Regarding "tables of data" -- a series of bytes (8-bit values) is the same thing as a series of words (16-bit values). They're just bytes of data in memory. How they're accessed/used is up to the actual program/code (in real-time). I explained this in an earlier post, re: how you were incrementing indexes by 1 and then accessing the table + offset that way (i.e. a byte at a time), rather than a word at a time. (I still think that code is buggy/broken, but I am intentionally not fixing it for you because teaching you how to fix it yourself is more important)

The .db and .dw assembler directives simply tell the assembler "stick some raw data in right here". The only difference is that .dw allows for convenient storing of data in little endian format (low byte first, high byte second). E.g. .dw $1234 would be the same as .db $34,$12, assuming one is accessing the data via a 16-bit read in the code.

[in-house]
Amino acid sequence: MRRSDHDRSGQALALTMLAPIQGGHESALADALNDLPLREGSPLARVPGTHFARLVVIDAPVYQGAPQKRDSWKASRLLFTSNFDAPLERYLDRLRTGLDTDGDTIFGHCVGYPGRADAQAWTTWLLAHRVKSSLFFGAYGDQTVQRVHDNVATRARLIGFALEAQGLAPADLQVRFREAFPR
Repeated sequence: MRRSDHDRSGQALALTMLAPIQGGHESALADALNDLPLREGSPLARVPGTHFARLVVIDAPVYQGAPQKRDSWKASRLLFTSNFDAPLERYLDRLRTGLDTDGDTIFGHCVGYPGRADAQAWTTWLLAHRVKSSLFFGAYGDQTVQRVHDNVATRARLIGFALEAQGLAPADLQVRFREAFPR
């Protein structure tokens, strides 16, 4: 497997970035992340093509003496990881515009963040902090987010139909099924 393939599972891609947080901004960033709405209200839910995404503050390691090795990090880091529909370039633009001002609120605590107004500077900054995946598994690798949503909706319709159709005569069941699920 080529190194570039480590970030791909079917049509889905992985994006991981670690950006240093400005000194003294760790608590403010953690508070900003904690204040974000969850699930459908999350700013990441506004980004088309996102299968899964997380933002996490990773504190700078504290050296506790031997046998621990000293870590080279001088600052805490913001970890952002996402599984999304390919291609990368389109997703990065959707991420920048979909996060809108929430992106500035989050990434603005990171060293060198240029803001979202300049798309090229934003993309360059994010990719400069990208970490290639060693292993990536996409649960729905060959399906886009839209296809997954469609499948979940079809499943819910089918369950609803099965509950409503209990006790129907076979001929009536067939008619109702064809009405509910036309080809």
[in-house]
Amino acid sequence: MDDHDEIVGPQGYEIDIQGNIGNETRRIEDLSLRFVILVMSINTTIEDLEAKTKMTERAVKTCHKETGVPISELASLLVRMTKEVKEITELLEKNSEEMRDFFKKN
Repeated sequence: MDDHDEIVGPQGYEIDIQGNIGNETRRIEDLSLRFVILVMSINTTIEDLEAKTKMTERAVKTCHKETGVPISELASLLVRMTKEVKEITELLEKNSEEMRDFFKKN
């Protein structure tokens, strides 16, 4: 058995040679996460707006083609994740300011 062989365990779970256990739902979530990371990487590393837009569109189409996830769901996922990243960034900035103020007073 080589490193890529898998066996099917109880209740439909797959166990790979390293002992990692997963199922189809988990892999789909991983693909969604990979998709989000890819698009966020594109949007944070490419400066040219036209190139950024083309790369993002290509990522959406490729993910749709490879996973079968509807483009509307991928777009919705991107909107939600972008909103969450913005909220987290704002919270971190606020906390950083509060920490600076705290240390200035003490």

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PostPosted: Tue Jan 20, 2015 1:00 pm 
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koitsu wrote:
The post implied that the use of JSR was "responsible" for the bug -- only partially true (the PHP + PLX bug is the other half). That's how I read it anyway.


I mentioned the PHP+PLX pair as well. :P


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PostPosted: Tue Jan 20, 2015 3:54 pm 
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When it goes into the "infinite loop" part, are the index registers in 16-bit mode? Also, I think "ldy #$00" might have issues with assemblers if it is used in 16-bit mode, since it is written as an 8-bit number. Better write it as "ldy #$0000" to make sure it assembles correctly.

Code:
InfiniteLoop: